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Integrative Medicine

What is Integrative Medicine?

You might be wondering, as I was just a few years back, what exactly is integrative medicine? The National Center for Complementary and Alternative Medicine at the National Institutes of Health states that integrative medicine, “combines mainstream medical therapies and complementary and alternative medicine therapies for which there is some high-quality scientific evidence of safety and effectiveness”.

Andrew Weil, the medical doctor who founded the Arizona Center for Integrative Medicine at the University of Arizona in 1994, has called it whole person medicine, the basic tenants of which are the capacity of the human organism for self healing, and that lifestyle (diet, exercise, etc) plays an important role in an individuals’ health. 

In 2007, The Bravewell Clinical Network produced a Best Practices in Integrative Medicine Report and stated pediatric integrative medicine has a “focus on healing the whole child, makes use of all appropriate evidence based therapeutic approaches, including global medical modalities, to achieve optimal health and healing. [It] supports the individualization of care [and] neither rejects conventional medicine nor embraces alternative/complementary therapies uncritically.” 

As a practicing pediatrician, what pediatric integrative medicine has come to mean for me can be described as a comprehensive way of approaching my patients. When I am evaluating a patient suffering from a chronic condition, by utilizing integrative principles, I am able to get to know a patient more holistically, and learn what factors might be playing a role in this person’s ongoing problems. I typically find myself investigating imbalances of health by discovering what sorts of things s/he might be having an excess of, or might be lacking.

My treatment plan revolves around correcting these imbalances. The factors contributing to imbalance that I’ve learned to address are diet, gastrointestinal health, underlying infection, toxins, stress, level of physical activity, and genetics. I draw upon both mainstream and complementary and alternative medical treatments in order to create a plan best suited to target each individual person’s needs.


Why do we need integrative medicine?

While there is no doubt about the impressive advancements in many fields of conventional medicine including trauma injury, laparoscopic or minimally invasive surgery, and treatment of acute stroke or heart attack, the field of chronic medicine has unfortunately not had the same level of advancement.

It has been estimated from a study published in the American Academy of Pediatrics in 2011 that 32 million U.S. children, 43% of the pediatric population in the U.S., have at least 1 of the following 20 chronic health conditions:



  • Anxiety

  • Asthma

  • Autism/Asperger’s/ASD/PDD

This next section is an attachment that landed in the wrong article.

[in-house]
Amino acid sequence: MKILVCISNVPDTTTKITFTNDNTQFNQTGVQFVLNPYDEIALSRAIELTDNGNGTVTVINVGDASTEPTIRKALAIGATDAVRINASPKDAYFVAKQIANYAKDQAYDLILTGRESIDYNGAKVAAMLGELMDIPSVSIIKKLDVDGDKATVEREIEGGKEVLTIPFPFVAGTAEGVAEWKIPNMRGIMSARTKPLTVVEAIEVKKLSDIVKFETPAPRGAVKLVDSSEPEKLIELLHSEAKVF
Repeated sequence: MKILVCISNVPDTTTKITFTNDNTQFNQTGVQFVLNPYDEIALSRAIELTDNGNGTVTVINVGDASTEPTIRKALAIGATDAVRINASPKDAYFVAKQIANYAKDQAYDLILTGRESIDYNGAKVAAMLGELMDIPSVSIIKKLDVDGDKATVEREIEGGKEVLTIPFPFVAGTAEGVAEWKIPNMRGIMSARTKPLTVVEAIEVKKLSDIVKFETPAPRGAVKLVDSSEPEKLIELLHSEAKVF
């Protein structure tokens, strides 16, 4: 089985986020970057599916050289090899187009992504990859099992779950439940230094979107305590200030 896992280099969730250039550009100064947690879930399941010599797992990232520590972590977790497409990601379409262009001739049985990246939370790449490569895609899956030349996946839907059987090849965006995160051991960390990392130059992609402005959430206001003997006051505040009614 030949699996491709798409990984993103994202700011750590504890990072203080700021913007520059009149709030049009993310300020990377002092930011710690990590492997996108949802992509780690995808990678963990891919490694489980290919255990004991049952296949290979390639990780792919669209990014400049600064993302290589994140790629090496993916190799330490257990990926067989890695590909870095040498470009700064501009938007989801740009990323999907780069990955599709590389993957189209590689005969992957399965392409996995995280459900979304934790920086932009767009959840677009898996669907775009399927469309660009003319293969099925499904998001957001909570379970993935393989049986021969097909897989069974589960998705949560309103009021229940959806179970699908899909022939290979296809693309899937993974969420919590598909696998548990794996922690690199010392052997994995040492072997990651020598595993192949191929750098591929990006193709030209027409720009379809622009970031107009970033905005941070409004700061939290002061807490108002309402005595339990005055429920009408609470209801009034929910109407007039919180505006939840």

• Behavioral or conduct problems

  • Bone, joint or muscle problems

  • Chronic concussion symptoms or other brain injury

  • Chronic ear infections, 3 or more within one year

  • Depression

  • Developmental delay

  • Diabetes

  • Environmental allergies including hay fever, respiratory or skin allergies 

  • Epilepsy/seizure disorder

  • Food or digestive allergies 

  • Hearing problem

  • Learning disabilities

  • Migraine headaches

  • Stuttering or other speech problems

  • Tourette Syndrome

  • Vision problems not corrected by glasses

This percentage increases to 54.1% when overweight/obesity or being at risk for developmental delays is added. 

Take a look at more of these sobering statistics:

A study in Reuters from 2010 finds the rate of U.S. children taking prescription medications is on the rise. In 2009, 25% of children took prescription medication for chronic conditions. 

Data from the Centers for Disease Control (CDC) shows 11% of the U.S. pediatric population was diagnosed with ADHD in 2013. This represents a 16% increase from 2007 and a 41% increase from 2003. 

CDC data finds Autism on the rise with 1 in 68 U.S. children diagnosed in 2014, including 1 in 42 boys and 1 in 175 girls. This is compared to 1 in 91 children diagnosed in 2009 and 1 in 175 children in 2003.

Asthma prevalence has increased in U.S. children from 3.6% in 1980 to 9.3% in 2008 per CDC data.

From 1997 to 2011, food allergies in U.S. children have increased from 3.4% to 5.1% per CDC.


My Personal Experience as a Pediatrician

From 2005 until 2013, I was the medical director of a pediatric urgent care clinic. I witnessed firsthand the increasing number of patients seeking care for acute exacerbations of chronic medical conditions. I saw that the medications I prescribed and referrals I made to specialists often worked to get the patient out of their acute crisis but these patients continued to struggle with their underlying problem.

My subsequent studies in integrative medicine have allowed me to expand my toolbox of safe and evidence based diagnostic tools and treatments. This has allowed me to better address the root causes of these chronic diseases in order to contribute to the reduction of these staggering statistics.

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